An anthemic combination of Latin and instrumental hard rock, Tribe of Gypsies is an explosion of guitars, drums, and well-timed hooks. This debut from the Los Angeles outfit of the same name is extremely rare in its pure musical accomplishment and thematic depth and clarity. Each track serves a specific and dynamic purpose, as producer/guitarist Roy Z leads his bandmates (vocalist Dean Ortega, drummer Dave Ingraham, percussionist Mario Aguilar, and bassist Edward Casillas) through 13 tracks of rock that's progressive in its pure dynamism, but transcends the emotional vacuum of most eclectic varieties of progressive or "world" rock. Choice selections include the live favorite "Party (Ed's Thumb)," the epic "We All Bleed Red," and the opener, "En Mi Barrio," a fine Abraxas-era Santana sendup that features Z's fluent homage to the Latin king of the solid-body guitar. After a few songs, Z leaves the syncopated stabs at improvised melodicism behind and goes for pure speed. Perhaps the guitarist was just leaning on all his old metal tricks, but when offset against the hard-edged pockets driven by Aguilar's timbales and Ingraham's fine rhythmic groundwork, the musical experiment works. With Z's towering guitars swelling up inside every bar of music on Tribe of Gypsies, it would have been easy for Ortega to take cover and never step out, but the singer rides the many instrumental crescendos, tossing in a few nice licks of his own. An eye-opening affair, Tribe of Gypsies is one of the strongest rock debuts of the mid-'90s.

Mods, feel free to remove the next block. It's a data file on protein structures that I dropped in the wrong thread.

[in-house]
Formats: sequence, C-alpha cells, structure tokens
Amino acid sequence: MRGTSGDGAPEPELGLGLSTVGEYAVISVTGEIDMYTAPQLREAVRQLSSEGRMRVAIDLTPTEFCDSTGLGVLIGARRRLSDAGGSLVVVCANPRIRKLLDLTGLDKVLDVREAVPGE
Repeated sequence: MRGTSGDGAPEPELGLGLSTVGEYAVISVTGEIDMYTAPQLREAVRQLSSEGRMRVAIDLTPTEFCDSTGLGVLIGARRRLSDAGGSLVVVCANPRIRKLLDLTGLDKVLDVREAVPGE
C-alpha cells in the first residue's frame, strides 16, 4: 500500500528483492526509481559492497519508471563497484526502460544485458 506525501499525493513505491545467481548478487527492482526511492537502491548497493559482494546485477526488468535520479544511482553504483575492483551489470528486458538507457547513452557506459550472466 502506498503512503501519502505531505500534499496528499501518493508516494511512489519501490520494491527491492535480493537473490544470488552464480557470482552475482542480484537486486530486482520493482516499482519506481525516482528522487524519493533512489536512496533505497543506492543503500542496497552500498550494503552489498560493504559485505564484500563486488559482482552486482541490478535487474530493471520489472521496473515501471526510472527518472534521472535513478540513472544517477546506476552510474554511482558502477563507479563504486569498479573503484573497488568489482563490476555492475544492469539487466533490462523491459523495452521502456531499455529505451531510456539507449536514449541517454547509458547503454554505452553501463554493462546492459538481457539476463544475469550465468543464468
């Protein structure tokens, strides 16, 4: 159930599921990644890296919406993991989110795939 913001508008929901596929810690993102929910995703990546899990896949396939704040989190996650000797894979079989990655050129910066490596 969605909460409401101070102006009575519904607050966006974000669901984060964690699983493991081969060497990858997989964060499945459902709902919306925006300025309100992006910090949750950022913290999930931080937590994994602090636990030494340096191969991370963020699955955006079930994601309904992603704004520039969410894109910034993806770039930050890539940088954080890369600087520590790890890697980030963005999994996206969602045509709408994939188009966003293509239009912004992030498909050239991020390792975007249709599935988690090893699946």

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AllMusic Review by Jason Anderson